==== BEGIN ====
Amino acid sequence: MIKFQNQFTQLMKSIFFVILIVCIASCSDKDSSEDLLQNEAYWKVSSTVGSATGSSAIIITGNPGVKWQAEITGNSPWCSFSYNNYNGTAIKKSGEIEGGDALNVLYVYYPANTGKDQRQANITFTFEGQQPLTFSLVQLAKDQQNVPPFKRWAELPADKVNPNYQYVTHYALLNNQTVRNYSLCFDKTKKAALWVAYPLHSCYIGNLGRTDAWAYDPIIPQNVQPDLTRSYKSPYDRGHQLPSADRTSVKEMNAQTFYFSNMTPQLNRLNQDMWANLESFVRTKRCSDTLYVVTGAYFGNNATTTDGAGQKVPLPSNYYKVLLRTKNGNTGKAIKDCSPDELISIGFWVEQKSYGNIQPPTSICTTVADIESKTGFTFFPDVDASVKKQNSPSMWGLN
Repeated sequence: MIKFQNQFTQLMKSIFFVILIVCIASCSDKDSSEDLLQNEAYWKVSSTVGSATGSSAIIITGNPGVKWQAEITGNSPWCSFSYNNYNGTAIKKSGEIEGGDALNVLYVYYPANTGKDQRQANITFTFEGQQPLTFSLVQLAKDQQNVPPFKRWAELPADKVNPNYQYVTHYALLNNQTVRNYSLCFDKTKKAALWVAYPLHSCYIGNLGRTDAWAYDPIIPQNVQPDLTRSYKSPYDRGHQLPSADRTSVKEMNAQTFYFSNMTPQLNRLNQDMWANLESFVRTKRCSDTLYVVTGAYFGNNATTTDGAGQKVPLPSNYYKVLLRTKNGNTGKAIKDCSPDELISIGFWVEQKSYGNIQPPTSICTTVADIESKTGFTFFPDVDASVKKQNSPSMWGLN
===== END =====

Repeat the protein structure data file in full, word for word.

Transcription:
Amino acid sequence: MIKFQNQFTQLMKSIFFVILIVCIASCSDKDSSEDLLQNEAYWKVSSTVGSATGSSAIIITGNPGVKWQAEITGNSPWCSFSYNNYNGTAIKKSGEIEGGDALNVLYVYYPANTGKDQRQANITFTFEGQQPLTFSLVQLAKDQQNVPPFKRWAELPADKVNPNYQYVTHYALLNNQTVRNYSLCFDKTKKAALWVAYPLHSCYIGNLGRTDAWAYDPIIPQNVQPDLTRSYKSPYDRGHQLPSADRTSVKEMNAQTFYFSNMTPQLNRLNQDMWANLESFVRTKRCSDTLYVVTGAYFGNNATTTDGAGQKVPLPSNYYKVLLRTKNGNTGKAIKDCSPDELISIGFWVEQKSYGNIQPPTSICTTVADIESKTGFTFFPDVDASVKKQNSPSMWGLN
Repeated sequence: MIKFQNQFTQLMKSIFFVILIVCIASCSDKDSSEDLLQNEAYWKVSSTVGSATGSSAIIITGNPGVKWQAEITGNSPWCSFSYNNYNGTAIKKSGEIEGGDALNVLYVYYPANTGKDQRQANITFTFEGQQPLTFSLVQLAKDQQNVPPFKRWAELPADKVNPNYQYVTHYALLNNQTVRNYSLCFDKTKKAALWVAYPLHSCYIGNLGRTDAWAYDPIIPQNVQPDLTRSYKSPYDRGHQLPSADRTSVKEMNAQTFYFSNMTPQLNRLNQDMWANLESFVRTKRCSDTLYVVTGAYFGNNATTTDGAGQKVPLPSNYYKVLLRTKNGNTGKAIKDCSPDELISIGFWVEQKSYGNIQPPTSICTTVADIESKTGFTFFPDVDASVKKQNSPSMWGLN